After a brief goodbye with my parents and aunt and uncle, I reunited with my parents again (since my aunt and uncle left for the US), in Venice. I was to meet them for dinner after my Monday class, spend the night, and join them for a tour of the the islands around Venice, which are Murano, Burano, e Torcello.
Just when I thought I left the bad weather in Florence, it turns out that another hail/rain storm was heading for Venice just as I arrived at the train station. Fortunately, I made it to cover before it got any worse. I felt bad, though, for my parents, because they were finishing up their “romantic gondola ride” as the storm came. Not surprising to me at all, I saw tons of people walking around Venice in the rain, selling ponchos and umbrellas to desperate tourists.
That night we had dinner at a small restaurant, and then I went back to my hotel to do some homework.
The next morning we started for Saint Mark’s Square to begin our boat ride to Murano. We were somewhat disappointed that the cabin of the boat we were taking was inside the hull, undercover, only with windows to look out. But it wasn’t that bad. We were warned by my aunt and uncle, and by the boat operators, that we basically had 45 minutes on the first island, Murano, to see everything there was to see, those being a glass-blowing demonstration and the glass shops. The demonstration was really cool, although I didn’t realize you weren’t allowed to take pictures or video — I did both! After being herded to the gift shop as if in a Disney ride, we spent only 10 minutes walking through Murano before we had to get back. That definitely wasn’t enough time to buy glass and have it shipped home, so we left.
The ship operators said they would leave not a second after the indicated time, and they stuck to their word. Just as they pulled away, a mother and son came running toward the dock, realizing that the captain called their bluff. In reality, they captain brought the boat back, but they clearly made an example out of the late passengers.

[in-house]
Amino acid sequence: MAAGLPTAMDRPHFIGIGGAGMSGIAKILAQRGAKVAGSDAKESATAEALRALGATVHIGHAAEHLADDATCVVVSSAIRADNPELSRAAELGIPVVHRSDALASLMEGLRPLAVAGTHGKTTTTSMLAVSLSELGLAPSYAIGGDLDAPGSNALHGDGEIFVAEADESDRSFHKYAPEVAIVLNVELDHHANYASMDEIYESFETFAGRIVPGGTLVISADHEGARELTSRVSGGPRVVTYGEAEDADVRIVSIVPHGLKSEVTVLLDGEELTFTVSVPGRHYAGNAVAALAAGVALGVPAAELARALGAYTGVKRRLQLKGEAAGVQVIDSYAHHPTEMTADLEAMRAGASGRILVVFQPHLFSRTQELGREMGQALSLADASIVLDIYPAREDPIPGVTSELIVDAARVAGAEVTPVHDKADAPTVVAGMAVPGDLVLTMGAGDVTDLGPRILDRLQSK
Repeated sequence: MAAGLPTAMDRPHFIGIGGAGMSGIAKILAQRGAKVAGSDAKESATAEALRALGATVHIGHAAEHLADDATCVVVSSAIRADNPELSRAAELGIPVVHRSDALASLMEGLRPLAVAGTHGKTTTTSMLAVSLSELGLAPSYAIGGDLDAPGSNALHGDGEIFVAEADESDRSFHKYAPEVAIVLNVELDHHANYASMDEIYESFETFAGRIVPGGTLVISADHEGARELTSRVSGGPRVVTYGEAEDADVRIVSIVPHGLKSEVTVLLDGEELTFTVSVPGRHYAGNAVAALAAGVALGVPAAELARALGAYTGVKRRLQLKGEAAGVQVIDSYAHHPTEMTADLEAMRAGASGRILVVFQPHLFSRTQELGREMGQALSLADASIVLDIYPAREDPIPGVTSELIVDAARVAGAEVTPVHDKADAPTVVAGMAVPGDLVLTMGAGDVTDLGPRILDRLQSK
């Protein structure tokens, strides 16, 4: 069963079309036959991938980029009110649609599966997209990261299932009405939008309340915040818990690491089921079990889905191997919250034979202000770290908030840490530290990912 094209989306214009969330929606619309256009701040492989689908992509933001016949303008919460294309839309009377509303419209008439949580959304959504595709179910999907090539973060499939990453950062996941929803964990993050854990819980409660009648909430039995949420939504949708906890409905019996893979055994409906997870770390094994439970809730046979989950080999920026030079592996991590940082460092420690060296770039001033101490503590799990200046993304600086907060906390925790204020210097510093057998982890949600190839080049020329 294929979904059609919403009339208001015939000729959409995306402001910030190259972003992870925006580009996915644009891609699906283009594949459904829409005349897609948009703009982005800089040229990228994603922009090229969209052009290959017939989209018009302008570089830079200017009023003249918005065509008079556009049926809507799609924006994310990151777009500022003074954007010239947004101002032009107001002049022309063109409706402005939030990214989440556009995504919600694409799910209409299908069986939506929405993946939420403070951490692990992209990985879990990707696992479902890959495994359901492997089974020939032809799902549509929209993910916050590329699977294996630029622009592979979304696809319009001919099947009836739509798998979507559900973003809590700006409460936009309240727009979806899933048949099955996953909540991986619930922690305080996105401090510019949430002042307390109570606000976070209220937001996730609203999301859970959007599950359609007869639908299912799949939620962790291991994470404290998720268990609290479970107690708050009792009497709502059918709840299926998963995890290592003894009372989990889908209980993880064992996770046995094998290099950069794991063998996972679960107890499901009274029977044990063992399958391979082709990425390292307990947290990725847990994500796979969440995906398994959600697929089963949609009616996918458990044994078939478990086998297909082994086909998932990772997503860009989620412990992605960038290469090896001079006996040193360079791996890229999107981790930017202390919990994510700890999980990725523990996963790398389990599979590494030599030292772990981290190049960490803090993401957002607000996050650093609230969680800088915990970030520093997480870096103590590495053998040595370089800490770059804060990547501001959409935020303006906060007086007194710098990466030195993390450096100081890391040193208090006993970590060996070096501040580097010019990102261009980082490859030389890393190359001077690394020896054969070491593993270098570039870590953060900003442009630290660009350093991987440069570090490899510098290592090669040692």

Next, we went to Burano, the island famous for lace-making. We saw a shorter demonstration of lace-making by an older Italian woman, making the lace delicately and carefully. As always, we were lead upstairs to where they were selling their wares. We made our way through the rest of the town, enjoying it just as much as Murano. We even purchased a bag of traditional cookies from Burano, called Bussolà.
Finally, the boat took us to the last island, Torcello. This island was nice, but it was much more rustic than the others. Apparently, only 11 people live on the island. There was also a bar (not Harry’s Bar) that was one of Ernest Hemingway’s favorites (did you know he liked
to drink?). Honestly, there wasn’t as much to do on this island, so we ate a quick lunch and enjoyed the atmosphere.
Upon returning to Venice, we decided to walk around a bit, until learning that my dad didn’t feel well. He went back to the hotel, and my mom and I decided to go back to Saint Mark’s square. We wanted to have an aperitivo, and we heard music emanating from the bars, so we took a table near the small band playing italian music. It was a bit pricy,
but totally worth the experience. Who says that Venice has to be stressful?
For dinner, I found an osteria near the Rialto that was highly recommended on TripAdvisor. Al Pesador was an excellent idea, because we ate right by the canal, and enjoyed the beautiful evening and view before I had to head back to Padova (it was a school night). Dad and I were courageous, and ordered the nero di seppia, which is a traditional venetian dish of cuddle fish served in a black, squid-ink
sauce, over a cake of polenta. It was actually one of the most delicious things I have every eaten, regardless of how gross it looked. Topped off with a negroni sbagliato, it was a great evening.
Finally, I took a water taxi back to the train station, and from there took a fast train back to Padova.